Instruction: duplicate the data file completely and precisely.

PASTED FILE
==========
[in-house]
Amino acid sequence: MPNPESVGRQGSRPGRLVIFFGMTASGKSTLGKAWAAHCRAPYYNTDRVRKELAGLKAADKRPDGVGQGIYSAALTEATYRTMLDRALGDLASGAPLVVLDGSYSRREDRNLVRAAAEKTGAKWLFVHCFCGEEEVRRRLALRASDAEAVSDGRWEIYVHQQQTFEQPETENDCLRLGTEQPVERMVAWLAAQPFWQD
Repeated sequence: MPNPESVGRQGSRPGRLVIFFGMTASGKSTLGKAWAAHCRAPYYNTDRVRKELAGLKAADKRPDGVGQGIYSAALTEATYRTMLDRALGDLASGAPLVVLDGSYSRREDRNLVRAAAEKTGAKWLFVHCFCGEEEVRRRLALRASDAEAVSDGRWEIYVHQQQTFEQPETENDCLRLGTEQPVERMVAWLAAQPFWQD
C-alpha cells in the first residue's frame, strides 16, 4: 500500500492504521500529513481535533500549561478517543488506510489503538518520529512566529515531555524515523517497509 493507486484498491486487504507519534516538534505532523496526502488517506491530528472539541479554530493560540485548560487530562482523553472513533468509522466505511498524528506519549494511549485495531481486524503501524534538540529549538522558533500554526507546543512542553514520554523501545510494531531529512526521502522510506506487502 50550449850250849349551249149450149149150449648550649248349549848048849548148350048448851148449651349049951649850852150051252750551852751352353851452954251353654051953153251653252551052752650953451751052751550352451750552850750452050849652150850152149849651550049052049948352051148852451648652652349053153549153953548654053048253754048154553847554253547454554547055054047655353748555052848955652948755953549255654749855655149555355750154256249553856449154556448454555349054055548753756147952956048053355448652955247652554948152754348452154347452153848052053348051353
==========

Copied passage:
[in-house]
Amino acid sequence: MPNPESVGRQGSRPGRLVIFFGMTASGKSTLGKAWAAHCRAPYYNTDRVRKELAGLKAADKRPDGVGQGIYSAALTEATYRTMLDRALGDLASGAPLVVLDGSYSRREDRNLVRAAAEKTGAKWLFVHCFCGEEEVRRRLALRASDAEAVSDGRWEIYVHQQQTFEQPETENDCLRLGTEQPVERMVAWLAAQPFWQD
Repeated sequence: MPNPESVGRQGSRPGRLVIFFGMTASGKSTLGKAWAAHCRAPYYNTDRVRKELAGLKAADKRPDGVGQGIYSAALTEATYRTMLDRALGDLASGAPLVVLDGSYSRREDRNLVRAAAEKTGAKWLFVHCFCGEEEVRRRLALRASDAEAVSDGRWEIYVHQQQTFEQPETENDCLRLGTEQPVERMVAWLAAQPFWQD
C-alpha cells in the first residue's frame, strides 16, 4: 500500500492504521500529513481535533500549561478517543488506510489503538518520529512566529515531555524515523517497509 493507486484498491486487504507519534516538534505532523496526502488517506491530528472539541479554530493560540485548560487530562482523553472513533468509522466505511498524528506519549494511549485495531481486524503501524534538540529549538522558533500554526507546543512542553514520554523501545510494531531529512526521502522510506506487502 50550449850250849349551249149450149149150449648550649248349549848048849548148350048448851148449651349049951649850852150051252750551852751352353851452954251353654051953153251653252551052752650953451751052751550352451750552850750452050849652150850152149849651550049052049948352051148852451648652652349053153549153953548654053048253754048154553847554253547454554547055054047655353748555052848955652948755953549255654749855655149555355750154256249553856449154556448454555349054055548753756147952956048053355448652955247652554948152754348452154347452153848052053348051353